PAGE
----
Eclecticism – Drawing from a plethora of grooves/styles from around the world. The above definition of the title of the first release from fo/mo/deep is provided on the back cover of the group’s new CD. Also included on the CD cover is a self-characterization by fo/mo/deep that reads “An Eclectic Groove Oriented – Funky Jazz Collective.” That assessment is concise and sums up their mission astutely. fo/mo/deep is a vibrant jazz collective which utilizes their dynamic rhythm section to keep the heat turned up to maximum fervor throughout. They flourish equally well on a couple original compositions as well as select choices for cover selections. Andre Scott, a skilled and powerful drummer, helps force the robust rhythms forward with potent brawn and committed vigor. On bass, Ron “FatKat” Holmes Jr. is also a stellar contributor, exceptionally adept at using his instrument to help buttress a beefy foundation as well as stepping to the forefront to bravely scout the way. Kenneth “Pounce” Pouncy on percussion completes this expert rhythm trifecta. An example of the groove oriented funk found on Eclecticism is provided right out of the gate on “Drinks@8.” Kevin Jones plays energetic keyboard streams that serve as an appendage to a spirited dialogue between the trombone of N. Michael Goecke and the tenor saxophone yielded by Keith Newton. The solid, mid-tempo rhythm groove on this one is pure delight and serves as an example of how a top-grade rhythm section meshes together via a scheme of ultra-tight cohesiveness to function faultlessly. The slower tempo on Nat Adderley’s “Hummin’” allows Goecke an opportunity to make a tart sassy trombone statement and Ron Holmes, Jr. to impressively demonstrate his stand-up bass chops. “Kiggundu’s Bazaar” embraces the atmosphere of a bustling African bazaar with the horn section trumpeting with elephant-like calls and emulating vendors hawking their wares. The bouncy keyboards of Kevin Jones provide added seasoning, as do the various background clamoring effects supplied by Darrell Jones. Yet again, the rhythm teamwork shines with added backing from Ron Hope on congas, all contributing to give the song a strong sense of adventure. A cover of ex-Miles Davis member Lonnie Liston Smith’s “Expansions” appears first with a vocal that is mutually sung and sung-spoken and espouses the need for peace on Earth with the expansion advocated taking place inside one’s mind. The philosophy declared on this 70s song that if you expand your mind to the acceptance of love of all mankind your heart will surely follow remains relevant today. The song begins with a bass solo, which is soon joined by rapid-fire drumming, flashy flute fireworks and impressive displays on organ. The quickened pace on the instrumental rendition of “Expansions” that follows later on the disc allows multiple members of the fo/mo/deep ensemble to show off their musical savoir faire with abundant soloing as well as en masse execution. Another successful cover appears with Charlie Hunter’s “Mitch Betta’ Have My Bunny.” The ultra-funky Ron Holmes, Jr. penned “Slap That Thang,” features a first-rate rhythm melody with flanking support coming from guitar, saxophone and trombone. It cooks at a slow boil, simmering with horn flavored spice that satisfies totally. “Slap That Thang” assuredly has to be one of their premier showcases when it is presented in concert.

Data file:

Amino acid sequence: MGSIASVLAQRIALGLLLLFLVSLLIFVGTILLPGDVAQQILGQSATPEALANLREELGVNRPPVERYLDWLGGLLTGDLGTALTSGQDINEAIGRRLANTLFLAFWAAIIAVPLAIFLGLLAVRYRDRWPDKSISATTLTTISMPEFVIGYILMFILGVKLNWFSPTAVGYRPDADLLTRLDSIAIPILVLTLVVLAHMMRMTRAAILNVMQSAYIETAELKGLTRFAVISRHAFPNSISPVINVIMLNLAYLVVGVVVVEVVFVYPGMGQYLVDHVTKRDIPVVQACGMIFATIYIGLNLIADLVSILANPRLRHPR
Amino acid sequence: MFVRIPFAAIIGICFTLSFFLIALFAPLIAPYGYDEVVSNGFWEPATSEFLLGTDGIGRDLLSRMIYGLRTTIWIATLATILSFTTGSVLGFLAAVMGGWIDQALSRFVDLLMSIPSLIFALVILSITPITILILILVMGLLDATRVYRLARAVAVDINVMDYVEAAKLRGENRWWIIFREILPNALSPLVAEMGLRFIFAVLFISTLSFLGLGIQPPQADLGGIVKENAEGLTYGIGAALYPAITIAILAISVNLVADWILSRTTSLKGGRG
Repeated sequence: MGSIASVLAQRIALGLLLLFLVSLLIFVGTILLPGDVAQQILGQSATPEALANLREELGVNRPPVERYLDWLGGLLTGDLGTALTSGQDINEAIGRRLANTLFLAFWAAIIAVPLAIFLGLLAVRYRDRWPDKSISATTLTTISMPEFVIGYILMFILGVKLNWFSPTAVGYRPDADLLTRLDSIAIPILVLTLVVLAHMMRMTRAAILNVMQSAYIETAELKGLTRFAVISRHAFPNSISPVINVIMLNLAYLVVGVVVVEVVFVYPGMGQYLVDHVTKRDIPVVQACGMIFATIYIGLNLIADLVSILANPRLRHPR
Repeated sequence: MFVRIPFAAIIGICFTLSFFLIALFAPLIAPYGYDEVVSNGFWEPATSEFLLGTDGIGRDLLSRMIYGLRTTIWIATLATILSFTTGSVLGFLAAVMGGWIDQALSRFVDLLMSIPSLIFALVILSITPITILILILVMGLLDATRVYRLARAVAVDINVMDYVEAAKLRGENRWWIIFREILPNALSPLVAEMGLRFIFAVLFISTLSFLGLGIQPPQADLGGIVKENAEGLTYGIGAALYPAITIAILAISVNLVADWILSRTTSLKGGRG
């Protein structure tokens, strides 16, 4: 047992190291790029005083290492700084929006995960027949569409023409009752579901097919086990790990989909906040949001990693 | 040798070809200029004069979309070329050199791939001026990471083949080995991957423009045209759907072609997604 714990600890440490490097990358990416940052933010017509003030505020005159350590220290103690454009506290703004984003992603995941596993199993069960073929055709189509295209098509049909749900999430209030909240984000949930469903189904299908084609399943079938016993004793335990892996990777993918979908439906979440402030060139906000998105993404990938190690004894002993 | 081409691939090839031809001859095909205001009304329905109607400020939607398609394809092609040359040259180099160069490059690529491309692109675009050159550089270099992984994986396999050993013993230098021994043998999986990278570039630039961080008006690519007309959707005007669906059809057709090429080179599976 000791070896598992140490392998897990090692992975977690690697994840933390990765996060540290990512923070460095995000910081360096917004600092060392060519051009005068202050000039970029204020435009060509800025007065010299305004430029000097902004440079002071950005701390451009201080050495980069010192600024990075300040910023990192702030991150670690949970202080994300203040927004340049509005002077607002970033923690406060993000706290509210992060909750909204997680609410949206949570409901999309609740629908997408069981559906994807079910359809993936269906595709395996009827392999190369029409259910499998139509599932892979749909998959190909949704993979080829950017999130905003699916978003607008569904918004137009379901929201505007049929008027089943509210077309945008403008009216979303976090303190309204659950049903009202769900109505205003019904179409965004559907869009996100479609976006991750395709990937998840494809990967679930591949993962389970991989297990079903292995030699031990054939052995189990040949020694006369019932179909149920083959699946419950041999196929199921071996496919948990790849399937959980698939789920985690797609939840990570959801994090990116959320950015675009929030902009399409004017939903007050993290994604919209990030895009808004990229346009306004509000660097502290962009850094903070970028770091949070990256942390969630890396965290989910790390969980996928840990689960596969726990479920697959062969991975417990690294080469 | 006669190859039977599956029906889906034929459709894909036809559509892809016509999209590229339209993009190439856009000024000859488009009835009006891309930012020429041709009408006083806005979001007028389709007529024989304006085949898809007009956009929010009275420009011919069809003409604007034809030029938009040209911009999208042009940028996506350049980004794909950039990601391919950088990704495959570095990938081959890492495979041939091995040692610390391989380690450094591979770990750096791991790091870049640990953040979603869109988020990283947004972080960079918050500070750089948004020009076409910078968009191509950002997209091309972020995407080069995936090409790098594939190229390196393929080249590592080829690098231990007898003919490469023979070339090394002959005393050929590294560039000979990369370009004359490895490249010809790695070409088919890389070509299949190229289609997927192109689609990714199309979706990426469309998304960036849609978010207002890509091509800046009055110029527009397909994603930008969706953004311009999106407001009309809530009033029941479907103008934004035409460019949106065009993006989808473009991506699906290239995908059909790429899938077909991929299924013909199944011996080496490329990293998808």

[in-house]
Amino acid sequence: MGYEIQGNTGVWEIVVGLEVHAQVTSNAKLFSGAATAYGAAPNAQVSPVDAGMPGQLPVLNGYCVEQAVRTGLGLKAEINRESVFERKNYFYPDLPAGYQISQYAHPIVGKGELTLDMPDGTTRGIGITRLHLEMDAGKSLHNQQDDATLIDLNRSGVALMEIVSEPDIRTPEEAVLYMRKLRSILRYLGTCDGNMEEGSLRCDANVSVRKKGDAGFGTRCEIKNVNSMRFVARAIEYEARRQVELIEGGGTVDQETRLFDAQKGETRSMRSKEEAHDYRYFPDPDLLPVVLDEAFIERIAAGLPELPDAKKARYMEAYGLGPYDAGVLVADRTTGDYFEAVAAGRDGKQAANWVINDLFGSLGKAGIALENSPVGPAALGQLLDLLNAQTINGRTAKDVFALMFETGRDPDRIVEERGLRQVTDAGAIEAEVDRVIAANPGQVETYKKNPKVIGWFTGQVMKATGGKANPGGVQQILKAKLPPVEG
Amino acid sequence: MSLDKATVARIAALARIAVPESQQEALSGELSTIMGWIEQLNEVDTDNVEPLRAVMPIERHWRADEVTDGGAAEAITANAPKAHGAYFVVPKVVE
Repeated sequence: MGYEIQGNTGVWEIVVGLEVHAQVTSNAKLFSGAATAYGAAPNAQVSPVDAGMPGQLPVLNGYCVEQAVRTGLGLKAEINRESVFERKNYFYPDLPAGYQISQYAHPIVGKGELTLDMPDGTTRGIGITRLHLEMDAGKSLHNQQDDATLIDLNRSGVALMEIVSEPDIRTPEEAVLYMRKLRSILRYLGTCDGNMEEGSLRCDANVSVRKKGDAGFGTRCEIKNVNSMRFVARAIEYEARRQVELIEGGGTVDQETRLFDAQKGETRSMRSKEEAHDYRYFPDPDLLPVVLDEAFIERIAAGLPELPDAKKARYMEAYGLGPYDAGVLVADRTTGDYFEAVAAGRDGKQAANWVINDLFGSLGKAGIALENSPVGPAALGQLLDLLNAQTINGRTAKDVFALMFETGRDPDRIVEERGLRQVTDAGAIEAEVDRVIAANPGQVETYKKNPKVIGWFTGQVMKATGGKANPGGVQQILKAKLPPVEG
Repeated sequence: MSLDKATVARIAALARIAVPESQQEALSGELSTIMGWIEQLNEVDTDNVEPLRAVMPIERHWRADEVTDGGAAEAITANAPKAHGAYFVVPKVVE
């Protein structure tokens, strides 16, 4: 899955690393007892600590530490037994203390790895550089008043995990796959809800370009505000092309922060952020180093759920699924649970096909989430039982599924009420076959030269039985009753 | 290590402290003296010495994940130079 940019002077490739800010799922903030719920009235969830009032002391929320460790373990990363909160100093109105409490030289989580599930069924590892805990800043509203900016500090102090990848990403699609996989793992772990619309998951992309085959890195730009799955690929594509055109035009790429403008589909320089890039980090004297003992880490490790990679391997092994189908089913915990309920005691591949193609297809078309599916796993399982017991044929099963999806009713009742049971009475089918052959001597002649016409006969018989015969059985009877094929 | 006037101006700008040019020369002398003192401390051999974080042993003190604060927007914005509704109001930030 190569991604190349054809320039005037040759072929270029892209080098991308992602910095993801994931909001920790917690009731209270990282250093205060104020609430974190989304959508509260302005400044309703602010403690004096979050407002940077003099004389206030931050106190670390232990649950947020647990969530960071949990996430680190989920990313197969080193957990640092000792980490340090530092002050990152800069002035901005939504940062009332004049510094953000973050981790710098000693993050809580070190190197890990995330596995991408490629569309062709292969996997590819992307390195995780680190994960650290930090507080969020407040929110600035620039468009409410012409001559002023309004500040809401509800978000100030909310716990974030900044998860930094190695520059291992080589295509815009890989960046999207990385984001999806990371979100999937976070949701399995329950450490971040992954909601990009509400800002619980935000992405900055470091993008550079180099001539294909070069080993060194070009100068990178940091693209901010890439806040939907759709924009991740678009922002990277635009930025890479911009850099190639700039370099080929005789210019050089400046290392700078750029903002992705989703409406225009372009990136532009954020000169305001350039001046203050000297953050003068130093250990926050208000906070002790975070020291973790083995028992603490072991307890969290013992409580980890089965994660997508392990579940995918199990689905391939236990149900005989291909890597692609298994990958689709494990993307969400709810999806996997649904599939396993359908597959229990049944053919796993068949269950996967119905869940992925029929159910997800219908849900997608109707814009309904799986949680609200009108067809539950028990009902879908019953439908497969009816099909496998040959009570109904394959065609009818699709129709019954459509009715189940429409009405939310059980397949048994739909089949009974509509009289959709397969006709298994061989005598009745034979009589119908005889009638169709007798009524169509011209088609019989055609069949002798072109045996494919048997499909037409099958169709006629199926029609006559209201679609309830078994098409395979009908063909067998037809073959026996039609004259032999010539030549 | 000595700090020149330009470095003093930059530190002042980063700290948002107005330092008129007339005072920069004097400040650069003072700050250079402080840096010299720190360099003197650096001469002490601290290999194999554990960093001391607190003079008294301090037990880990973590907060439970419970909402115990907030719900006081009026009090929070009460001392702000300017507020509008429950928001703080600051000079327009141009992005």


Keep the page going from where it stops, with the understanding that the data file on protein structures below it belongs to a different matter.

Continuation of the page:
The final two songs are performed live, exhibiting the power and excitement that this ensemble can muster away from the recording studio and in front of an audience. The venue for this enthused performance was the 2010 Columbus Arts Festival. “Giant FONKY Steps” is needless to say a respectful tribute to John Coltrane’s standard “Giant Steps,” a tune long used by jazz musicians to display their skills at improvisation. Improvising is one of fo/mo/deep’s foremost gifts. Jones’s keyboards take on some of the characteristics of a melodica, Newton’s sax-work is inspired, and the entire group takes pleasure in providing a fun-laced musical history lesson. The group’s live take on Hunter’s “Mitch” outshines their previous offering of the tune, due to the increased spontaneous flow. Guided by “Fatkat,” the group wails away with a passion and technical expertise that is exceptional. The auspicious debut of fo/mo/deep is exhilarating music. Eclecticism whets the appetite for more, much more. As the legendary great Miles Davis once said “jazz music has to have that thing.” I believe that Miles would agree: Eclecticism has it.